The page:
“More than half of 18-to-24-year-olds in Kentucky are overweight or obese — the highest percentage in the nation,” The Courier-Journal‘s Laura Ungar reports. Their weight is not only bad for their health, but limits their ability to serve effectively in the military. (C-J chart)
These findings come from a report called “Too Fat to Fight,” released Wednesday and compiled by Mission: Readiness, whose members are retired generals and other high-ranking military officials concerned about the physical fitness of the services’ recruitment pools. The reports shows 51 percent of young adults in Kentucky were either overweight or obese in 2007-9, up from 38 percent in 1997-99. Nationwide, only about 1 on 4 17-to-24-year-olds were too heavy to serve in the military.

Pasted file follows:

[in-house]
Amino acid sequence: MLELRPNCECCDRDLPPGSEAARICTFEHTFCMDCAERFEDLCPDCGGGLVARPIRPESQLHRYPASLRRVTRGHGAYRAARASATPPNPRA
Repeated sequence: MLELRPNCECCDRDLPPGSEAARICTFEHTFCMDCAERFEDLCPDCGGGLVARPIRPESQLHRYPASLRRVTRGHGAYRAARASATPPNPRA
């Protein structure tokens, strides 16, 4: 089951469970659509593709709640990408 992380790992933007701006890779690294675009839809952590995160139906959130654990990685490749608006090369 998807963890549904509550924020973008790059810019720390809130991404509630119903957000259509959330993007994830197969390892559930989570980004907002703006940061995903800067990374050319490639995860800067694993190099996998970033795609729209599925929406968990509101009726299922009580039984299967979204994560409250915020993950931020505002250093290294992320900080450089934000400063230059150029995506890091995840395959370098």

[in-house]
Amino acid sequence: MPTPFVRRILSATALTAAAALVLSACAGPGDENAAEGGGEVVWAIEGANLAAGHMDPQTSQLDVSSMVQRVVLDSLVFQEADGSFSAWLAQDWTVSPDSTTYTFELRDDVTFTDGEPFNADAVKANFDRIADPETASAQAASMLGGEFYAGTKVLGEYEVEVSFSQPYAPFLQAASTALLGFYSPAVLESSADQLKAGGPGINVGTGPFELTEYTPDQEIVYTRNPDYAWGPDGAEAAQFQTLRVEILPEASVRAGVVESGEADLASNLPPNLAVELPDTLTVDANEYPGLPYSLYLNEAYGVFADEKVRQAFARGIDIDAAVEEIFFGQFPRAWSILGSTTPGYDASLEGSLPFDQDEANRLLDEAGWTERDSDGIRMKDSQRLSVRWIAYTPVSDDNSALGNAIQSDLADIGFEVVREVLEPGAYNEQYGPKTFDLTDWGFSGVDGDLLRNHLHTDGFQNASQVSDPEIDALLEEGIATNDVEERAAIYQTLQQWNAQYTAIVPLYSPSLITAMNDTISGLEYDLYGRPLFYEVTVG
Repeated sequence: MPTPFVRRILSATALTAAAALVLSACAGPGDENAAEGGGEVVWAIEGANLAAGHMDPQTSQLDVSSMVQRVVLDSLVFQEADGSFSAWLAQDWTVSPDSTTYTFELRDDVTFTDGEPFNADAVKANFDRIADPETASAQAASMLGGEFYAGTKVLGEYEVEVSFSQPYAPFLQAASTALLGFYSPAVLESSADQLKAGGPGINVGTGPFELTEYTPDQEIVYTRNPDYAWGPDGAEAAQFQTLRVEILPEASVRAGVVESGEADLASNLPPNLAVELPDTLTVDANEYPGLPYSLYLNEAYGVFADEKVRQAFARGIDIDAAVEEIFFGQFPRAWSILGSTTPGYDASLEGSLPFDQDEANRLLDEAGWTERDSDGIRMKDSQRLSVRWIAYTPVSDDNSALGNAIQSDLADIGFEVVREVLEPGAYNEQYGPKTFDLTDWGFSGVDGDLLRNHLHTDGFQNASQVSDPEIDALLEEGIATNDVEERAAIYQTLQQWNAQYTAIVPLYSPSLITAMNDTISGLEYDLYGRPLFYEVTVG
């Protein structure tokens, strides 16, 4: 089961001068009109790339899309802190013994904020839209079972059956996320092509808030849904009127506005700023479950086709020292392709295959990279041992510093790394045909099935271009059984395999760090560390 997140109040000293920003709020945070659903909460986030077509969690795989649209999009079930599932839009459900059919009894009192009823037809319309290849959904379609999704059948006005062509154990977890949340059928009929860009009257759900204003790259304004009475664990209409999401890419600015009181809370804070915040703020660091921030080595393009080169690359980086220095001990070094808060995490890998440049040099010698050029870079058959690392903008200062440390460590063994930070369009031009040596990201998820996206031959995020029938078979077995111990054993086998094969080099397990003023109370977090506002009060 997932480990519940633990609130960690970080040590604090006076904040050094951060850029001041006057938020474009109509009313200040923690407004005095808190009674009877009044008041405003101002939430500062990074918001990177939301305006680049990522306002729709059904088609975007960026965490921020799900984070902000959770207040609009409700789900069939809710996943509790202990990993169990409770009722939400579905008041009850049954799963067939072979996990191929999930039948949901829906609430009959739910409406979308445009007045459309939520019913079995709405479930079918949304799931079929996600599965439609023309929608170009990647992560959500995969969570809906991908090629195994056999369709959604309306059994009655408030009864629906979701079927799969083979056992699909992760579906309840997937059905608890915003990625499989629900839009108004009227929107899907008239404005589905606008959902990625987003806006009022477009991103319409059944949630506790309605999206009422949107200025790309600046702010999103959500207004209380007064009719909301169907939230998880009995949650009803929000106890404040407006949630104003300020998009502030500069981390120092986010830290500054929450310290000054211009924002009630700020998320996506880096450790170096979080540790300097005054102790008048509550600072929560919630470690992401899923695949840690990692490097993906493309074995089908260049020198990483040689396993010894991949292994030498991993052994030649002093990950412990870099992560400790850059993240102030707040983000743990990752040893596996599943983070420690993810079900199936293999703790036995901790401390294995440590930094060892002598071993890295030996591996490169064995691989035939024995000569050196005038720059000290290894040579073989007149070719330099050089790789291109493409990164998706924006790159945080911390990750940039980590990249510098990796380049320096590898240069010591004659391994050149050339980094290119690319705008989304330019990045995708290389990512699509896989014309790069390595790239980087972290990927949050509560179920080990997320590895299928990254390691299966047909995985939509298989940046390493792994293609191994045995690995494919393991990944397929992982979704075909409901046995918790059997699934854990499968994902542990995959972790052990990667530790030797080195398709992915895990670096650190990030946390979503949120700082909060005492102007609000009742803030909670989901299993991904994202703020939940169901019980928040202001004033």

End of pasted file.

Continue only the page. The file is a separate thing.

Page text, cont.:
Another report released by the U.S. Centers for Disease Control and Prevention looked at what is being done to fight the obesity epidemic in each state, by examining behavioral indicators and environmental factors. The report showed nearly 36 percent of Kentucky students, such as those at Bloom Elementary in Louisville (C-J photo by David R. Lutman), drink at least one soft drink a day, compared to 29.2 percent nationwide. More than 68 percent of Kentucky middle and high schools allow the advertising of unhealthy foods, compared to 49 percent nationwide.
Both reports concluded schools can play a key role in helping children lose weight. “Mission: Readiness urges Congress to help upgrade school equipment such as freezers, ovens and salad bars and train cafeteria workers to prepare meals with fresh ingredients,” Ungar reports. (Read more)